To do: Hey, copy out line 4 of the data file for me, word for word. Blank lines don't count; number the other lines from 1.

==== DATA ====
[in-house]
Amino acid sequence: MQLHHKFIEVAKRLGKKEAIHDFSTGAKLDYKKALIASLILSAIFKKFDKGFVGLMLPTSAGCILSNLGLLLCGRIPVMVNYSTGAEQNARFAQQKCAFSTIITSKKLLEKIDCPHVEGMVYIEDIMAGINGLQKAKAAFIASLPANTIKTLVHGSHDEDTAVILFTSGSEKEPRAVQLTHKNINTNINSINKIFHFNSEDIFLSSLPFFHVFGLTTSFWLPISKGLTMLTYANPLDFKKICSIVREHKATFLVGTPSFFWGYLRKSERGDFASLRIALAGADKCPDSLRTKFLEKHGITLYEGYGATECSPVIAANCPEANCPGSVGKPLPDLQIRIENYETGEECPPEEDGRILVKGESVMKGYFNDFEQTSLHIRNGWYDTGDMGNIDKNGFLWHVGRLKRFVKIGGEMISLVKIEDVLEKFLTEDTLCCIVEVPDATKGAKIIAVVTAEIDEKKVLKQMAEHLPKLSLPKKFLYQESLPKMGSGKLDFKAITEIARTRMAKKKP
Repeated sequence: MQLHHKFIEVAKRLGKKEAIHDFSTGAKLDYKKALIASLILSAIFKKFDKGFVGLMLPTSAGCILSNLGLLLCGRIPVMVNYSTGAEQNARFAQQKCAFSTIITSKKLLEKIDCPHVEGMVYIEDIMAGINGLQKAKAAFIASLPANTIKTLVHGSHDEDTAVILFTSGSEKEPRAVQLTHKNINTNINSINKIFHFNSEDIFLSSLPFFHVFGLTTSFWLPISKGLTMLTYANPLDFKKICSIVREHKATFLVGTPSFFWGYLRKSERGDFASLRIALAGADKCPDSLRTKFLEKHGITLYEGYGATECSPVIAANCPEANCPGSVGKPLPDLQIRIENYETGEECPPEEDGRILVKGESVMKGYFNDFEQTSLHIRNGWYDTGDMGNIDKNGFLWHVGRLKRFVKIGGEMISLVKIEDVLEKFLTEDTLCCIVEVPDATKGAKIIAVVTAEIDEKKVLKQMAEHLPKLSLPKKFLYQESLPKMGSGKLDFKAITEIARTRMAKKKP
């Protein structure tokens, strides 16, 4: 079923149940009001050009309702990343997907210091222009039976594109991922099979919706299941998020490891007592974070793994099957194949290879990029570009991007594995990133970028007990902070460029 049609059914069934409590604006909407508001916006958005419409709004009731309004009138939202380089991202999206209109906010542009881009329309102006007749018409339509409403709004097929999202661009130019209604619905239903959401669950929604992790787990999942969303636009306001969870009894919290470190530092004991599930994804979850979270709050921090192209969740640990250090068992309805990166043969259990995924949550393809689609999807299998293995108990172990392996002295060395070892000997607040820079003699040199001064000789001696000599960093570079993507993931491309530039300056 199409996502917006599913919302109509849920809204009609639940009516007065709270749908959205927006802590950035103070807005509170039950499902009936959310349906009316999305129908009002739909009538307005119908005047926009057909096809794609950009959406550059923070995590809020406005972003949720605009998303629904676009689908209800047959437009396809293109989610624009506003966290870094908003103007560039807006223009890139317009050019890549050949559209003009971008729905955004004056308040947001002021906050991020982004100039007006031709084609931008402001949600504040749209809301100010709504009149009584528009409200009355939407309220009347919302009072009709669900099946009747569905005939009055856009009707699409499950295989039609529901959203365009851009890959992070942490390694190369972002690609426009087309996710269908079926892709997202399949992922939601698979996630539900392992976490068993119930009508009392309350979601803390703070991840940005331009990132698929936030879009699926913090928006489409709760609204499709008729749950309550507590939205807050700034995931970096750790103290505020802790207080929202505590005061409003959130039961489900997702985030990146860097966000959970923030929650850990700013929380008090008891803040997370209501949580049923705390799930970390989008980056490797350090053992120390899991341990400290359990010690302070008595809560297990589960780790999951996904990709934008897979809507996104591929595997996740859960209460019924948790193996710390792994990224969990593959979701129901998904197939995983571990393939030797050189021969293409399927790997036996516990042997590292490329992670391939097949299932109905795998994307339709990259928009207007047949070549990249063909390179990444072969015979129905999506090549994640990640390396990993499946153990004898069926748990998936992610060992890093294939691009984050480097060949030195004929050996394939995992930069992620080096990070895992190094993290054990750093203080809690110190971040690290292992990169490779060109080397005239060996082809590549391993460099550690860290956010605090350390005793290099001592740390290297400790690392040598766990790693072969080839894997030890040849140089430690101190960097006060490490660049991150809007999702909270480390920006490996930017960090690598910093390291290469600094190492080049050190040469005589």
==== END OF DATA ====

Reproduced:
């Protein structure tokens, strides 16, 4: 079923149940009001050009309702990343997907210091222009039976594109991922099979919706299941998020490891007592974070793994099957194949290879990029570009991007594995990133970028007990902070460029 049609059914069934409590604006909407508001916006958005419409709004009731309004009138939202380089991202999206209109906010542009881009329309102006007749018409339509409403709004097929999202661009130019209604619905239903959401669950929604992790787990999942969303636009306001969870009894919290470190530092004991599930994804979850979270709050921090192209969740640990250090068992309805990166043969259990995924949550393809689609999807299998293995108990172990392996002295060395070892000997607040820079003699040199001064000789001696000599960093570079993507993931491309530039300056 199409996502917006599913919302109509849920809204009609639940009516007065709270749908959205927006802590950035103070807005509170039950499902009936959310349906009316999305129908009002739909009538307005119908005047926009057909096809794609950009959406550059923070995590809020406005972003949720605009998303629904676009689908209800047959437009396809293109989610624009506003966290870094908003103007560039807006223009890139317009050019890549050949559209003009971008729905955004004056308040947001002021906050991020982004100039007006031709084609931008402001949600504040749209809301100010709504009149009584528009409200009355939407309220009347919302009072009709669900099946009747569905005939009055856009009707699409499950295989039609529901959203365009851009890959992070942490390694190369972002690609426009087309996710269908079926892709997202399949992922939601698979996630539900392992976490068993119930009508009392309350979601803390703070991840940005331009990132698929936030879009699926913090928006489409709760609204499709008729749950309550507590939205807050700034995931970096750790103290505020802790207080929202505590005061409003959130039961489900997702985030990146860097966000959970923030929650850990700013929380008090008891803040997370209501949580049923705390799930970390989008980056490797350090053992120390899991341990400290359990010690302070008595809560297990589960780790999951996904990709934008897979809507996104591929595997996740859960209460019924948790193996710390792994990224969990593959979701129901998904197939995983571990393939030797050189021969293409399927790997036996516990042997590292490329992670391939097949299932109905795998994307339709990259928009207007047949070549990249063909390179990444072969015979129905999506090549994640990640390396990993499946153990004898069926748990998936992610060992890093294939691009984050480097060949030195004929050996394939995992930069992620080096990070895992190094993290054990750093203080809690110190971040690290292992990169490779060109080397005239060996082809590549391993460099550690860290956010605090350390005793290099001592740390290297400790690392040598766990790693072969080839894997030890040849140089430690101190960097006060490490660049991150809007999702909270480390920006490996930017960090690598910093390291290469600094190492080049050190040469005589």